Dive into an Empty Swimming Pool

I woke up Sunday morning thinking about the book Ham on Rye by Charles Bukowski. At that point I was almost finished. I had tried reading it the previous night after I came back from the bar, but when I woke up it was sharing my pillow, still incomplete. I don’t remember much about what I read prior to passing out, but what I do know is that the pages were full of the narrator’s intoxication, cheap red wine with a dash of whiskey. Somehow it was perfect. I don’t plan on re-reading those pages. I went about the book all wrong, but somehow those pages were read right. Some things are better done intoxicated, because you can always forget the next morning. Any fucked up feeling can be attributed to the fact that you are fucked up. Stupidity stems from the fact that you’ll never learn. Ignorance doesn’t know the truth. Those who are born with everything never have to earn anything. Those who have to fight never knew peace. So goes the Bukowski logic. I’m no scholar, but I’ve bought it before. I don’t buy it anymore, especially now that it’s too easy of an excuse.

I’ve got a close friend who’s like a hybrid of Bukowski and Elliot Smith. After an upbringing that would turn anyone into a total asshole for the rest of his life, he instead became a well-intentioned social deviant, drug addict, pseudo-intellectual mystic, and brilliant musician, all while trying to fit into a mold of acceptance that would turn on him before he could get there. Last night he really took a proverbial dive into an empty swimming pool. When I called innocently enough to see how things were going, I found him peaking on the eighth day of an ecstasy and heroin drug binge. He said he had died and come back to life, and he wasn’t going to make it this time. Not knowing how much he took, I tried to keep him awake, but he passed out. I called him back a few times before he mumbled hello, unable to recognize my voice. I kept asking him, "you still with me?" reminding him who I was. Never having been much of a resuscitator, I talked and talked until my voice started to feel like a sedative and I wondered if I was doing more harm than good. Still, I talked, evoking shared memories, asking questions, mining for topics that would be interesting to discuss on heroin, anything to keep his mind active and coax it through the chemical reconfiguration of every nerve in his skull.

Then something remarkable happened. Instead of mom-judging him (“You take that shit again, I will kill you before it does.”) the way I always used to do when he'd fallen off the wagon, for a moment I saw things his fucked up way. Maybe it was the Bukowksi, or my strange connection to Elliot Smith’s lyrics, but I could relate. We all try to get high after having been fucked. Although I don’t recommend drug binges, my friend’s near-fatal downward spiral was a direct reaction to being laid off from a job that had temporarily given him hope in the sober straight and narrow. With that gone, everything he had reluctantly went into his bloodstream. I spoke with him at rock bottom, but somehow his brain radiated with hope, and I knew it wasn’t just the chemicals talking. I felt brilliance that is better left alive. When he posed his (still unproven) postulate that nobody will ever understand us because we can’t be understood, I felt it. When we debated drugs’ impact on music and other works of art, I felt it. When he strongly dissented my economics of addiction theory, I felt it. When he likened Hunter S. Thompson’s suicide to a DJ being so disappointed in a broken record, a beautiful record that’s been beyond fucked, so scratched that it’s no longer worth playing and no longer worth an audience, I felt it, especially since it was chillingly similar to the sentiment I found in the pre-suicide Elliot Smith song, “A Distorted Reality is Now a Necessity to be Free.” Before saying goodnight, I asked my dear friend if he was going to go to sleep and he told me no, he was just going to sit and “vibrate for awhile.” I hung up, stared at my phone, and hoped that he would be okay, not out of condescending concern, but rather, out of respect for everything that he has the potential to be. I’ve often wondered why so many musicians and artists submit themselves to drugs, any yet-to-be-created masterpieces lost to us forever. I may be biased, but my friend is one of the most brilliant unknown musicians I’ve ever seen play live. I understand why he went where he went eight days ago, and why he felt he had no other choice but to go there. Drugs make you feel euphoric at a time when everything wants to bring you down. But when they wear off, you’re still broke and in debt. You still don’t have a job. You still had a shitty childhood. You’re still a drug addict. If Bukowski’s logic proves correct, that any fucked up feeling can be attributed to the fact that you are fucked up, then the sober reality is always much worse than your drunk or high perception. But this excuse only lasts as long as your next fix, and you may be the only one who believes it anymore. I know I don't believe it. My logic: I don’t care how fucked up my friend is. His brain is too brilliant to waste and his life is too loved to die.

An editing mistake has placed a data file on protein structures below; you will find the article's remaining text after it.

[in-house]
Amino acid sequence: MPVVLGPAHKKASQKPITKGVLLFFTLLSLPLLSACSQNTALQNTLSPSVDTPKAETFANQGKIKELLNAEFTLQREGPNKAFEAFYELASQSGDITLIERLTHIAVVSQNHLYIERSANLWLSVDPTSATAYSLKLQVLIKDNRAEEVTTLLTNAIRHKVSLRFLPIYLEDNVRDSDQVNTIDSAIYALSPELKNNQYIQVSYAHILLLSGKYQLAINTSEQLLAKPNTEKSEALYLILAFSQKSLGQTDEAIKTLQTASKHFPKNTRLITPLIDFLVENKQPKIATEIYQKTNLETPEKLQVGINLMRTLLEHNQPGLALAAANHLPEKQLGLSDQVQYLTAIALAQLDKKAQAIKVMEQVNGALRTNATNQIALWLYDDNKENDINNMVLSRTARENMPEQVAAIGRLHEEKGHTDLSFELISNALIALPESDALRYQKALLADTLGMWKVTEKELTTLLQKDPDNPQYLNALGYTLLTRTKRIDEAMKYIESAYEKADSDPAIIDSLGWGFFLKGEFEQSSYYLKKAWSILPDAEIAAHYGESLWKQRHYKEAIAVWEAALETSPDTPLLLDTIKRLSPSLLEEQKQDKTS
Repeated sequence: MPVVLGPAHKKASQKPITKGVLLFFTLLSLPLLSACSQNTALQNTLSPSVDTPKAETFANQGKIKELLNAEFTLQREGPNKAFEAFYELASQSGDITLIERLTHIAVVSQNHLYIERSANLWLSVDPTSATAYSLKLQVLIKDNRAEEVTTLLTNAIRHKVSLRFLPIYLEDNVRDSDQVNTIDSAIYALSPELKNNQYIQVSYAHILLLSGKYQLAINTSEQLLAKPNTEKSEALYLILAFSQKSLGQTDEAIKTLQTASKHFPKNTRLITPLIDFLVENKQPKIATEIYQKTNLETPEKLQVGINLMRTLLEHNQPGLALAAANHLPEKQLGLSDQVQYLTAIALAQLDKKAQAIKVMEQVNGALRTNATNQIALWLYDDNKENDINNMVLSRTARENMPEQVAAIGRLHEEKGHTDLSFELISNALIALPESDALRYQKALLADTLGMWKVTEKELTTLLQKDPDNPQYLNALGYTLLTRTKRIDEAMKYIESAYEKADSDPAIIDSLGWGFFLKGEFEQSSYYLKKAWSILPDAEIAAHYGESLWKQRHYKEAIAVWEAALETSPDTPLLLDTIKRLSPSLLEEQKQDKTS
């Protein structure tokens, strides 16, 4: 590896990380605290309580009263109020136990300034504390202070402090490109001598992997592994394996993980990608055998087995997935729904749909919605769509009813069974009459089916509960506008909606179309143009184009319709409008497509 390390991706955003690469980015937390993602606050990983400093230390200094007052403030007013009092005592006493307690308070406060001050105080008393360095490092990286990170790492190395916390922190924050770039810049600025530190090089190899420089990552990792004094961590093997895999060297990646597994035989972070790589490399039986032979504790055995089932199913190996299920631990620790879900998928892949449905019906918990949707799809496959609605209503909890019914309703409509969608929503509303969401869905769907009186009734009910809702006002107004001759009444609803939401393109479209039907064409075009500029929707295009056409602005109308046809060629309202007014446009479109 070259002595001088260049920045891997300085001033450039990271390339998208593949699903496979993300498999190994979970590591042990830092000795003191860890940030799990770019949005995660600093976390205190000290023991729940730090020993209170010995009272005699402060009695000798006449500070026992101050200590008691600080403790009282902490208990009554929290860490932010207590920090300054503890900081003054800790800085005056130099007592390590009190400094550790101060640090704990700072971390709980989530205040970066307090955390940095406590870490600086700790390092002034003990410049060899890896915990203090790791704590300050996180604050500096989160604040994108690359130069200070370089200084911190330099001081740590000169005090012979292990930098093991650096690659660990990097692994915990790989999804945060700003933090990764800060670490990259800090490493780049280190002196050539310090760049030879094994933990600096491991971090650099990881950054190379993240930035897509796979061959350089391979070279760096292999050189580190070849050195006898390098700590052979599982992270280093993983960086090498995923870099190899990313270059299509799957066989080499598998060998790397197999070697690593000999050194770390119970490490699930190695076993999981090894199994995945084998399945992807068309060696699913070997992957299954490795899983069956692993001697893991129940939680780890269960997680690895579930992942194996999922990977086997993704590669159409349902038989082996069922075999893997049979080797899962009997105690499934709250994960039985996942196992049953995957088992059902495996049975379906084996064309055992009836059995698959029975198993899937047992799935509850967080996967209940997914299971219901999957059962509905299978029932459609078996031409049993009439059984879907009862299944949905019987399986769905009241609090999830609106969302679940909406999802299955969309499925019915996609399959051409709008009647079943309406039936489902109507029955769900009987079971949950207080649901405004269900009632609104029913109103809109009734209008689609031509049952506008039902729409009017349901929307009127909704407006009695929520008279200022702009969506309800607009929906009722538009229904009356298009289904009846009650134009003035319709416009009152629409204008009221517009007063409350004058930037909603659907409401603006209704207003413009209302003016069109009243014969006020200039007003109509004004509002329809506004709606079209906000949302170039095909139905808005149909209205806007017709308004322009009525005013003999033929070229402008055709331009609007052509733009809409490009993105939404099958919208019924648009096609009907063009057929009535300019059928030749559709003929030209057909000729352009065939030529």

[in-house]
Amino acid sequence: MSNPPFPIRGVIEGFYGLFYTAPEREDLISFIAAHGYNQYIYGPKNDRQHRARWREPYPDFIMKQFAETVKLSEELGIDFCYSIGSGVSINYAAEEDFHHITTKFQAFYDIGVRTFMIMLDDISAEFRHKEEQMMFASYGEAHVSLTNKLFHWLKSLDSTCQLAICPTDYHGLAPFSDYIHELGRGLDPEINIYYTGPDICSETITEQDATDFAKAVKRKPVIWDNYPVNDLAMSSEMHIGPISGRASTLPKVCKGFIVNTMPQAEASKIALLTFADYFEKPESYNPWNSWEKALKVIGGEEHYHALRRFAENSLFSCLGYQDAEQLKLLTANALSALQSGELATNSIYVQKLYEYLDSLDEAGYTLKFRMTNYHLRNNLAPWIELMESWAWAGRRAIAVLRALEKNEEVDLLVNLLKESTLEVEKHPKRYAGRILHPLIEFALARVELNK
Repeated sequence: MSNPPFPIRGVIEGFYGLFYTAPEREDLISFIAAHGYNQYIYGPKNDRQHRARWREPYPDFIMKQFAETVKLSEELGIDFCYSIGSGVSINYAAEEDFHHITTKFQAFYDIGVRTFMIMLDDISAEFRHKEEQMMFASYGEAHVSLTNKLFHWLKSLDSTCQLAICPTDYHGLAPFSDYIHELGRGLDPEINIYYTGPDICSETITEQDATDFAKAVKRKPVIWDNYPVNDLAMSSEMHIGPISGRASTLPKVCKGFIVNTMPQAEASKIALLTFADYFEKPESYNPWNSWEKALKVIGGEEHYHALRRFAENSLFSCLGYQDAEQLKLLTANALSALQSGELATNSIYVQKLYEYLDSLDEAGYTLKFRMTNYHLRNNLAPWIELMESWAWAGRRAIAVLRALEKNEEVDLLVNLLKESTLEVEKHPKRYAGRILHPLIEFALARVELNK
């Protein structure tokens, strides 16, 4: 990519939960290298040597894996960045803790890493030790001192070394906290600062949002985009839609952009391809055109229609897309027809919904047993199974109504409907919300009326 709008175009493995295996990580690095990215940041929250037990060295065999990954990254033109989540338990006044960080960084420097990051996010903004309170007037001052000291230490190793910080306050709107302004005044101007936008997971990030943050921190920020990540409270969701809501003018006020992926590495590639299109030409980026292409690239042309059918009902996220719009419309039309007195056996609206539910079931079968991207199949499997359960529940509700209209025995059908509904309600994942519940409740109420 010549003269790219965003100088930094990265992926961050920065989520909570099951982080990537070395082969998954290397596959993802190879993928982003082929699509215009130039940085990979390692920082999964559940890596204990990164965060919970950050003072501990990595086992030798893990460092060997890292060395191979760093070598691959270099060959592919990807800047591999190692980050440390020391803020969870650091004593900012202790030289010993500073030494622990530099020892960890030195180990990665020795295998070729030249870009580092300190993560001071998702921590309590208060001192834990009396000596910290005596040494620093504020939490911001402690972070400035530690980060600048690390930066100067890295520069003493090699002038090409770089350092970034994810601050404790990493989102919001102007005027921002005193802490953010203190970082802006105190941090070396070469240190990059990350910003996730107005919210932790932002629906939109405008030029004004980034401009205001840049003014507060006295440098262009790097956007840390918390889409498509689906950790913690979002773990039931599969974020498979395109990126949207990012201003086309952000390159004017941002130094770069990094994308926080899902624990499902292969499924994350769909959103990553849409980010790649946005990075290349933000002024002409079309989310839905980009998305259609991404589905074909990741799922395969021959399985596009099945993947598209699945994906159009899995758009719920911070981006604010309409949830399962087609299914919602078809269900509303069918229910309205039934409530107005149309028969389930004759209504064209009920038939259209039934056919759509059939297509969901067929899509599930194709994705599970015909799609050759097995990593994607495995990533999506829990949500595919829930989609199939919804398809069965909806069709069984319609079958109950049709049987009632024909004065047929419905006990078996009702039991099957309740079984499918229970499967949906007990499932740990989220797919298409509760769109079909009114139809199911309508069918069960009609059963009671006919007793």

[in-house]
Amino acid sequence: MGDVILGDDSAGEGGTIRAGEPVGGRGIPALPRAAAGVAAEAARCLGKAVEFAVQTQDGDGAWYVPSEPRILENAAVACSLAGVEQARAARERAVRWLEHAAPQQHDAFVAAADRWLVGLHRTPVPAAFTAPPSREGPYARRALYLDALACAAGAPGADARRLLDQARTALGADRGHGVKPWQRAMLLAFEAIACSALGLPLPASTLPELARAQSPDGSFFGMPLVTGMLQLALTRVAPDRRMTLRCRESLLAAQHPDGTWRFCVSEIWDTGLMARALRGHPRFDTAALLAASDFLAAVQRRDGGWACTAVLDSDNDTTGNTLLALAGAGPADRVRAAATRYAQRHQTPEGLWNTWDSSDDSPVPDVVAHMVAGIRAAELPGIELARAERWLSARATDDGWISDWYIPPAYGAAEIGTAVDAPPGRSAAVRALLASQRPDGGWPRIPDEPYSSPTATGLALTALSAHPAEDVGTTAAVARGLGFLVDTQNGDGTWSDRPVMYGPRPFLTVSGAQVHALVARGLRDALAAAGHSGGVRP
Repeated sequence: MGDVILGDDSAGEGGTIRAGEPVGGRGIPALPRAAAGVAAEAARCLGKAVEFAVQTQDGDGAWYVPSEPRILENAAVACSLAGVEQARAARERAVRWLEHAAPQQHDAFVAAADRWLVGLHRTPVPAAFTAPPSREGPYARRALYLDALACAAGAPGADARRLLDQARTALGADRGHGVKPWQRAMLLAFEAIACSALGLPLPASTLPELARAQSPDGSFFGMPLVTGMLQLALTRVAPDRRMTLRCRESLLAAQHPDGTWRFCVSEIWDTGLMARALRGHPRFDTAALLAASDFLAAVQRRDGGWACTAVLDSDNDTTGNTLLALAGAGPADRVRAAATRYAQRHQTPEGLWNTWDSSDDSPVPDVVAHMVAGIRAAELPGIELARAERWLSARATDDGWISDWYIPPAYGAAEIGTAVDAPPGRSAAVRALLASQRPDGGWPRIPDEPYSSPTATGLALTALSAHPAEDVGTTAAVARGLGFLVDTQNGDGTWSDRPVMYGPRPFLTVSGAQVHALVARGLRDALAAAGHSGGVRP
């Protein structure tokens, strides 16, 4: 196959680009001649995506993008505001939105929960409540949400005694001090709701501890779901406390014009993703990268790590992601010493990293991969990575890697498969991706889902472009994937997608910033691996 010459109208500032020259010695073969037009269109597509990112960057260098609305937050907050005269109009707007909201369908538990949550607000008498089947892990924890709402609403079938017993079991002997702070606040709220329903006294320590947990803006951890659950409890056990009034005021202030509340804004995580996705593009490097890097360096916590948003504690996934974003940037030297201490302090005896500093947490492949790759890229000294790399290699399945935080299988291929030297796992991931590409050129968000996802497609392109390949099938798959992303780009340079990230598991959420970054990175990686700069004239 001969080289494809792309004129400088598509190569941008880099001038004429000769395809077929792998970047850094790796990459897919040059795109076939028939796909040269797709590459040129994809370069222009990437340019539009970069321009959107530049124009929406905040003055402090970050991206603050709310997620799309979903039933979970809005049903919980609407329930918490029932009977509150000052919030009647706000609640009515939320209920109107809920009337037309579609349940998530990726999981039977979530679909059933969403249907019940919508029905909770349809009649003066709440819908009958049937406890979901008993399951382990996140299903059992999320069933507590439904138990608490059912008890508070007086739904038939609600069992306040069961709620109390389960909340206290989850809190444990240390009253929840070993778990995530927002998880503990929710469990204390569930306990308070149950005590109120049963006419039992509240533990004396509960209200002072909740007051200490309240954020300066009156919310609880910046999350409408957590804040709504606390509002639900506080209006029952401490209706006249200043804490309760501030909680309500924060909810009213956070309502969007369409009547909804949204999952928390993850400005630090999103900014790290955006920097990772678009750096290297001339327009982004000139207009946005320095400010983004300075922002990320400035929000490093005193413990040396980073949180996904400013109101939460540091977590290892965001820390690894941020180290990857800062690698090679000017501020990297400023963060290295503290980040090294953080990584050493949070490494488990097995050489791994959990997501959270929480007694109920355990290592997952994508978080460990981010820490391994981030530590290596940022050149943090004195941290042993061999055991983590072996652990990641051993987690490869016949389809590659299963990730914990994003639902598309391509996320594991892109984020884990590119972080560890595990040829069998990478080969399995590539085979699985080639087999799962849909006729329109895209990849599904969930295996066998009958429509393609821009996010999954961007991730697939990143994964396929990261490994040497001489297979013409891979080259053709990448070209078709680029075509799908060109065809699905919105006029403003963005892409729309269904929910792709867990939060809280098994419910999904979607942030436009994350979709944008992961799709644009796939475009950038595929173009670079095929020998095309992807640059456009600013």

Post a Comment

Subscribe to Post Comments [Atom]

<< Home